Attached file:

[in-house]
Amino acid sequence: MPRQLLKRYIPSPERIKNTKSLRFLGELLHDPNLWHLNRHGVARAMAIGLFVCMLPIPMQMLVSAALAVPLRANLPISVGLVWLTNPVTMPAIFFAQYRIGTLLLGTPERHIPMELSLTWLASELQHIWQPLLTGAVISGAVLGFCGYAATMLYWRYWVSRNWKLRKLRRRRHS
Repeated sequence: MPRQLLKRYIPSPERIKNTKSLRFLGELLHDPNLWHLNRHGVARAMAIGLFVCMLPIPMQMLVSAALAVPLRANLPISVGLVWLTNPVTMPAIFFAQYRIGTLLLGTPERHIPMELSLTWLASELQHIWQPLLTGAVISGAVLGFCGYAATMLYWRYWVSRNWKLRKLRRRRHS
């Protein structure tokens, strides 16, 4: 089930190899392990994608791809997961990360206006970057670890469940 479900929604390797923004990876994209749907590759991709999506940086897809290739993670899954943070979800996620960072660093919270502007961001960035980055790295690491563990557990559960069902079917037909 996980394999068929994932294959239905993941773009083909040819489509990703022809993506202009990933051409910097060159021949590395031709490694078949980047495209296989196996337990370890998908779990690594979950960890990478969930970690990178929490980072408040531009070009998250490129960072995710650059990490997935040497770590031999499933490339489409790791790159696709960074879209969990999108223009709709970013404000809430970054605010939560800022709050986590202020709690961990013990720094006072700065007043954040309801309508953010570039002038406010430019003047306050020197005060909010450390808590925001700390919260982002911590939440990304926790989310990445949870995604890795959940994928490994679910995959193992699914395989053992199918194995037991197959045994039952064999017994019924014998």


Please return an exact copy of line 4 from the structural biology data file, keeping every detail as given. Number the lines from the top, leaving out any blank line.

């Protein structure tokens, strides 16, 4: 089930190899392990994608791809997961990360206006970057670890469940 479900929604390797923004990876994209749907590759991709999506940086897809290739993670899954943070979800996620960072660093919270502007961001960035980055790295690491563990557990559960069902079917037909 996980394999068929994932294959239905993941773009083909040819489509990703022809993506202009990933051409910097060159021949590395031709490694078949980047495209296989196996337990370890998908779990690594979950960890990478969930970690990178929490980072408040531009070009998250490129960072995710650059990490997935040497770590031999499933490339489409790791790159696709960074879209969990999108223009709709970013404000809430970054605010939560800022709050986590202020709690961990013990720094006072700065007043954040309801309508953010570039002038406010430019003047306050020197005060909010450390808590925001700390919260982002911590939440990304926790989310990445949870995604890795959940994928490994679910995959193992699914395989053992199918194995037991197959045994039952064999017994019924014998």